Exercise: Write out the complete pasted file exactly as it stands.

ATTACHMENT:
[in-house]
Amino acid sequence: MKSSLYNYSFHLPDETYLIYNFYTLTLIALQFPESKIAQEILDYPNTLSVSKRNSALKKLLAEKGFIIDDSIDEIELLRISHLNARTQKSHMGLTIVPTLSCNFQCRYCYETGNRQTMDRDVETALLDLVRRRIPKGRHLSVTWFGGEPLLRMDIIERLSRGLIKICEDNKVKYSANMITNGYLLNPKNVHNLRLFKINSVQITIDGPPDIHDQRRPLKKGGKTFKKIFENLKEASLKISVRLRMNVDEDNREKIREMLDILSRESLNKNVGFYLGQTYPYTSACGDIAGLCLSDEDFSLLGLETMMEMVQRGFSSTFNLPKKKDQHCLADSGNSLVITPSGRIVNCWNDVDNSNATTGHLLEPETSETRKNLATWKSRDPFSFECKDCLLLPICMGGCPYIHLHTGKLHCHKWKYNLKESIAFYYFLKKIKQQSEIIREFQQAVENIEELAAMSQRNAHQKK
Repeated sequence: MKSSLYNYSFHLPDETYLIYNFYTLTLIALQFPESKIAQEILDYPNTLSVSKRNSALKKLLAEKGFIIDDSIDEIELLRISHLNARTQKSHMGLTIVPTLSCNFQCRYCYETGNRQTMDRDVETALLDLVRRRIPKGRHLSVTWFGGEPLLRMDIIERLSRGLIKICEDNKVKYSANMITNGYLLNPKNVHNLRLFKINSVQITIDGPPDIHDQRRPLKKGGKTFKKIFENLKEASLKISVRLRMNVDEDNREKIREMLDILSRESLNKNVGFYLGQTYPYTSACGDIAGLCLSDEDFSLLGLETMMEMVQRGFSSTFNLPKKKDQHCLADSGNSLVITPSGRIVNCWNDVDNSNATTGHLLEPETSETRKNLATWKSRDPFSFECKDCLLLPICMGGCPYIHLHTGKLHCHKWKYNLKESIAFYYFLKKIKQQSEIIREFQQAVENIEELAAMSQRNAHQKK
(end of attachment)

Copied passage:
[in-house]
Amino acid sequence: MKSSLYNYSFHLPDETYLIYNFYTLTLIALQFPESKIAQEILDYPNTLSVSKRNSALKKLLAEKGFIIDDSIDEIELLRISHLNARTQKSHMGLTIVPTLSCNFQCRYCYETGNRQTMDRDVETALLDLVRRRIPKGRHLSVTWFGGEPLLRMDIIERLSRGLIKICEDNKVKYSANMITNGYLLNPKNVHNLRLFKINSVQITIDGPPDIHDQRRPLKKGGKTFKKIFENLKEASLKISVRLRMNVDEDNREKIREMLDILSRESLNKNVGFYLGQTYPYTSACGDIAGLCLSDEDFSLLGLETMMEMVQRGFSSTFNLPKKKDQHCLADSGNSLVITPSGRIVNCWNDVDNSNATTGHLLEPETSETRKNLATWKSRDPFSFECKDCLLLPICMGGCPYIHLHTGKLHCHKWKYNLKESIAFYYFLKKIKQQSEIIREFQQAVENIEELAAMSQRNAHQKK
Repeated sequence: MKSSLYNYSFHLPDETYLIYNFYTLTLIALQFPESKIAQEILDYPNTLSVSKRNSALKKLLAEKGFIIDDSIDEIELLRISHLNARTQKSHMGLTIVPTLSCNFQCRYCYETGNRQTMDRDVETALLDLVRRRIPKGRHLSVTWFGGEPLLRMDIIERLSRGLIKICEDNKVKYSANMITNGYLLNPKNVHNLRLFKINSVQITIDGPPDIHDQRRPLKKGGKTFKKIFENLKEASLKISVRLRMNVDEDNREKIREMLDILSRESLNKNVGFYLGQTYPYTSACGDIAGLCLSDEDFSLLGLETMMEMVQRGFSSTFNLPKKKDQHCLADSGNSLVITPSGRIVNCWNDVDNSNATTGHLLEPETSETRKNLATWKSRDPFSFECKDCLLLPICMGGCPYIHLHTGKLHCHKWKYNLKESIAFYYFLKKIKQQSEIIREFQQAVENIEELAAMSQRNAHQKK